I’m telling you, if you want to get in really good shape in a hurry, the original Buns of Steel video with Greg Smithey is the way to go. It incorporates everything—aerobics (which I hate), stretching, isometrics… and it works the arms and abs as well as the buns. I swear, of all the exercise and yoga videos I own, this one is the best bang for the buck.

Warning: This video will kick your ass. Seriously.

My sister and I used to do it together all the time in my living room before I moved out west. To get through the really hard parts, we each developed our own coping mechanisms. Lori got her revenge by giving Greg the finger as she burned through those excruciating leg lifts. I used to… oh, I can hardly write this with a straight face… I used to pretend I was auditioning to be one of the background exercisers, and so I’d maintain a pretty smile no matter how much pain I was in.

Lori literally fell over laughing when I revealed that little gem. Can’t blame her.

Anyway, I’ve often said that if you did Buns of Steel every day for a month, you’ll be in the most amazing shape of your life. With another JazzFest coming soon, and considering my pathetic performance on the hiking trail last Saturday, I think it’s time I put myself up for the challenge.

I am going to do that video every friggin’ day until I leave for New Orleans on May 1.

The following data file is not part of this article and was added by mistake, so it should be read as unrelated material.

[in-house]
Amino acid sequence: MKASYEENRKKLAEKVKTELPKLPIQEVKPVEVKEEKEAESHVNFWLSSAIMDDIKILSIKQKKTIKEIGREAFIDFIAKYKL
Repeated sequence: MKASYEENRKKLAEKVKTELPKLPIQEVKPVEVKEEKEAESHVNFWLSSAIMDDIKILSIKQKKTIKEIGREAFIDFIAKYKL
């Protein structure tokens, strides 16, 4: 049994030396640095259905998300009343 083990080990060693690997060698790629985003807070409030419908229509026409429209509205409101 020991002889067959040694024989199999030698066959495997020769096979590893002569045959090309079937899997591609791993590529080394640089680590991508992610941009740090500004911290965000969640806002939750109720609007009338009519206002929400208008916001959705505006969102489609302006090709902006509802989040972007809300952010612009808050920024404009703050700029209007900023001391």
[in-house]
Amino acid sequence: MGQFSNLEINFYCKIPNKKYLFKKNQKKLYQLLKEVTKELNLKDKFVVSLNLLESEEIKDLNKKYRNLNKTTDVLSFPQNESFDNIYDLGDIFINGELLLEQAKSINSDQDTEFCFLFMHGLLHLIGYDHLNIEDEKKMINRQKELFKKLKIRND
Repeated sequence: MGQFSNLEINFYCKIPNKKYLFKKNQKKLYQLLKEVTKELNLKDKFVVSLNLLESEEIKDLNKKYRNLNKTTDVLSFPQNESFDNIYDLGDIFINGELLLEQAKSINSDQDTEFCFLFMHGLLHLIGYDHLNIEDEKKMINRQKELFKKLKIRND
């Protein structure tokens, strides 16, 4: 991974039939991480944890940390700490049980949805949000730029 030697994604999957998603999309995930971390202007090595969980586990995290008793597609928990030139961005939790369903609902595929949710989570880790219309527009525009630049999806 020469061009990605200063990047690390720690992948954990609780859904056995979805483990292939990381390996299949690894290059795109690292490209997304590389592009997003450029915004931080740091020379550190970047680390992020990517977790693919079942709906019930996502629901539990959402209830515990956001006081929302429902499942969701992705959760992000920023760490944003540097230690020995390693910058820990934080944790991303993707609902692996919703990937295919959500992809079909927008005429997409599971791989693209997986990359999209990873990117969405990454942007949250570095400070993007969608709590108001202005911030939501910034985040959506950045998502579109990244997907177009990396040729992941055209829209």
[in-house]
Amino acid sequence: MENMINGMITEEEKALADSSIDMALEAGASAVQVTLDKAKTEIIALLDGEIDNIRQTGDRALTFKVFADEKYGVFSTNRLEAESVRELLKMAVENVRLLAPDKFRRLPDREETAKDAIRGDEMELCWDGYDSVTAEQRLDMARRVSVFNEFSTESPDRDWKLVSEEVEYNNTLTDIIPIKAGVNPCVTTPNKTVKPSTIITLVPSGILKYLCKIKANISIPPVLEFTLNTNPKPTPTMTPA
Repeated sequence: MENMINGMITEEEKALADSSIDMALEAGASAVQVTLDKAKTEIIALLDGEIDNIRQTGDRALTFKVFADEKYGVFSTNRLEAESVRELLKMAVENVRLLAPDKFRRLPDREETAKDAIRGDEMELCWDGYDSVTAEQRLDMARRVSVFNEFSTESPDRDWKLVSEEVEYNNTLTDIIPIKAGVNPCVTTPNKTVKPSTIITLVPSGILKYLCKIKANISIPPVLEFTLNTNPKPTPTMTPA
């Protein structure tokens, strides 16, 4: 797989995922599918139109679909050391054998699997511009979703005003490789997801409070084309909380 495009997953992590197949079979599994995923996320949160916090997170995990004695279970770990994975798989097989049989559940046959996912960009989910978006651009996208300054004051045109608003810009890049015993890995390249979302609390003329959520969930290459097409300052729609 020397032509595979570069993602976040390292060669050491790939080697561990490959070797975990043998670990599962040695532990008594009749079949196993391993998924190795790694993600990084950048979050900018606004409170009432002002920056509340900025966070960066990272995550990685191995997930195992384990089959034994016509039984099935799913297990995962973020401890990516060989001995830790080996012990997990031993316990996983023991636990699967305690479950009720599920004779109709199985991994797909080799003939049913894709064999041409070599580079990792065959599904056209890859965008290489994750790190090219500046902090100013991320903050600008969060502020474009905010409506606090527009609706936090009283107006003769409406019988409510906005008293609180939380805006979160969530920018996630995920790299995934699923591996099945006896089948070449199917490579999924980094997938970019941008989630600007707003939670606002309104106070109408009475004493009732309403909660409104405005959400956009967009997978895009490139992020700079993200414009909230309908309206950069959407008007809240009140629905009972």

There, I said it. No, I proclaimed it. Every friggin’ day.

Thursday, April 9, 2009

Weekend update (Part 2): Review of Leonard Cohen concert and more

Okay, so I want to finish telling you about last weekend. If you haven’t read Tuesday's post, scroll down and read up. Not to tell you what to do or anything; it will just make more sense that way.

Sunday night was the Leonard Cohen concert, the event that prompted beloved boyfriend and me to plan a trip to Phoenix. For you kids out there, Leonard Cohen is a legendary songwriter. I mean legendary. There’s nothing I can say about him that hasn’t already been written. This New York Times article explains why he’s touring for the first time in 15 years, at age 74.

I have to admit I wasn’t always a fan. Chris, my first husband, used to play Leonard Cohen’s music in the house all the time, and it took me a while to warm up to it—I thought it was too dark and creepy. Then the beautiful melodies grew on me and I found I really liked him, though I wouldn’t dare put Leonard Cohen on the stereo if I were alone in the house—still a little too scary. Now, though, I’m totally hooked and want to tell the world about him, though all the super-hipsters are already in the know. I’d never seen him live, so I was out of my mind with excitement.